MATT NOSANCHUK, the Associate Director of Public Engagement serving as the liaison to the American Jewish community speaks at the White House.
(photo credit: Courtesy)
With shells over the Italian and French marble panels, seahorses and dolphins in the cast iron railings on the second floor balcony, stars for navigation in the ceiling and the compass in the center of the floor, the Indian Treaty Room is one of the most dignified rooms to hold a reception in the White House’s Eisenhower Executive Office Building. It was one of the last places I thought I’d be sitting with my students listening to the president’s liaison to the American Jewish community, Matt Nosanchuk, explain the president’s positions on Israel and the US-Israel relationship.
As the White House proudly boasts, Matt is an associate director of public engagement serving as liaison to the American Jewish community and on international issues.
To my students and me, along with countless other Jewish leaders, Matt is the contact person for the White House and President Barack Obama.
In what can arguably be called the most contentious relationship of any administration with the pro-Israel community, the Obama administration has been viewed first with suspicion and mostly closed minds by those in the Jewish community.
Nosunchuk has the largely thankless task of defending the president’s policies to a community with mostly closed ears.
This summer Matt was put in the position of having to take phone calls from every Jewish leader in America with his phone number, myself included, who were confident they could convince the president not to go forward with the Iran deal. In phone call after phone call, Matt calmly explained that the president cared about Israel and would never willingly take steps to endanger Israel. Like most, Matt didn’t convince me, but he kept communication open. I didn’t question his or the president’s motives and he didn’t question mine. Matt was the consummate mensch, listening patiently and repeating the president’s stance.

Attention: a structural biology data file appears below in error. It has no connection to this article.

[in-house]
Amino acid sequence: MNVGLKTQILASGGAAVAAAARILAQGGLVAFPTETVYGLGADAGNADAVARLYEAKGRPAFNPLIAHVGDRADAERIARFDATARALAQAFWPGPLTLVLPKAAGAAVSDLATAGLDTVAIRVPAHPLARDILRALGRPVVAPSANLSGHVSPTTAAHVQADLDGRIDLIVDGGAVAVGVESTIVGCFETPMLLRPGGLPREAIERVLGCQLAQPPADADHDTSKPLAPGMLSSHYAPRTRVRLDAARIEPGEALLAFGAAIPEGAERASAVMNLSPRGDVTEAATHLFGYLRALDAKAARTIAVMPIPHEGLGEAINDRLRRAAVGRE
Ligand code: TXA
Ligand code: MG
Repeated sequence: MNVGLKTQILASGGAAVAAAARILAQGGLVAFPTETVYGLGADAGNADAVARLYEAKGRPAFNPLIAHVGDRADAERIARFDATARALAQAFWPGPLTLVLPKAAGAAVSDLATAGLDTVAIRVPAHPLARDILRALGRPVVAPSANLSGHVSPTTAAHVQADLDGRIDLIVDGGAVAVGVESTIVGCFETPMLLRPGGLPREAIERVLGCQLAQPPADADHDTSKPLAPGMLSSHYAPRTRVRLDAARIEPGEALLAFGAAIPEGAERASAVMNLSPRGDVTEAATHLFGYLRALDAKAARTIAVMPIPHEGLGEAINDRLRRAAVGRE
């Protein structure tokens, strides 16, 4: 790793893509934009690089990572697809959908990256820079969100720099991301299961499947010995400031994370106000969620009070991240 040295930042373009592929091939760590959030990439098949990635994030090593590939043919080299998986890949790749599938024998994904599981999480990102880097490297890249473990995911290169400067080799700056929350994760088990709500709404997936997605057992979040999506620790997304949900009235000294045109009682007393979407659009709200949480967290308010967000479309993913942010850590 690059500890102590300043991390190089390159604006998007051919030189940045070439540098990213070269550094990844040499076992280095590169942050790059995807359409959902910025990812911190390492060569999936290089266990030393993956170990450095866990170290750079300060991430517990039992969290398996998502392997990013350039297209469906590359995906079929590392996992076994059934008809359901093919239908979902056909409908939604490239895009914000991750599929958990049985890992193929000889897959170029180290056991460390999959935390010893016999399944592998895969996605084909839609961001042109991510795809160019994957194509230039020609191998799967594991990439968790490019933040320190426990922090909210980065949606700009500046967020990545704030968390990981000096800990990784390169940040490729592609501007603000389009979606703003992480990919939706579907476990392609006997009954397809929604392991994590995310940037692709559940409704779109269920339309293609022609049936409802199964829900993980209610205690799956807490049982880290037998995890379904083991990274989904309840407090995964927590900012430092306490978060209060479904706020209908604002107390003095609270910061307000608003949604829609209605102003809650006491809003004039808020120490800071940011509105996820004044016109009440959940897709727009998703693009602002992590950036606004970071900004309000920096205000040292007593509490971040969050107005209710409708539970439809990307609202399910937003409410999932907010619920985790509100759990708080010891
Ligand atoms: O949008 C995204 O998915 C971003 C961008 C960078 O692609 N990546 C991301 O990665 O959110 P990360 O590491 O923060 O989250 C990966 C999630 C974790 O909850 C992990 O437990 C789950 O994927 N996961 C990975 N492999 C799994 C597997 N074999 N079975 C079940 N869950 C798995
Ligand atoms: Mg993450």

That meeting in the Indian Treaty room wasn’t the only one that Matt held with my students. Each time we came to Washington, Matt opened the doors of the White House for us. He arranged top level speakers and treated my high school students with the same respect as visiting dignitaries. While my students are grateful for the president’s increasing of security assistance to Israel, his funding of Iron Dome and countless other acts that strengthened the US-Israel relationship, they have been highly critical of many of the president’s policies and actions when it came to Israel. Matt created an atmosphere that allowed my students to feel comfortable expressing their criticism and concerns.
Matt didn’t convince all of my students of the president’s positions, but in calmly explaining the president’s point of view, Matt was able to show my students that the president shared their concern at the prospect of a nuclear-armed Iran but had his own viewpoint on how to best stop Iran from attaining a nuclear weapon.
In opening the door to my students and talking to them as adults, Matt taught my students the most important lesson in political advocacy: our common ground is more important than what divides us. All too often my students are exposed to those who espouse the view that if you don’t agree with me on every one of my issues then you are my enemy.
Nothing could be further from the truth. Effective political advocacy, along with decent human interaction, requires people to treat each other with respect. Matt embodies this lesson and above everything else he’s taught them, I hope this what they learned from him.
As the Obama administration hits its final year, and our final meeting with Matt takes place, my students and I owe Matt a great deal of gratitude.
We will always remember his kindness and respect, and follow his example of being, above all, a mensch.The writer, a rabbi, teaches Israel Political Advocacy to students throughout Israel and America.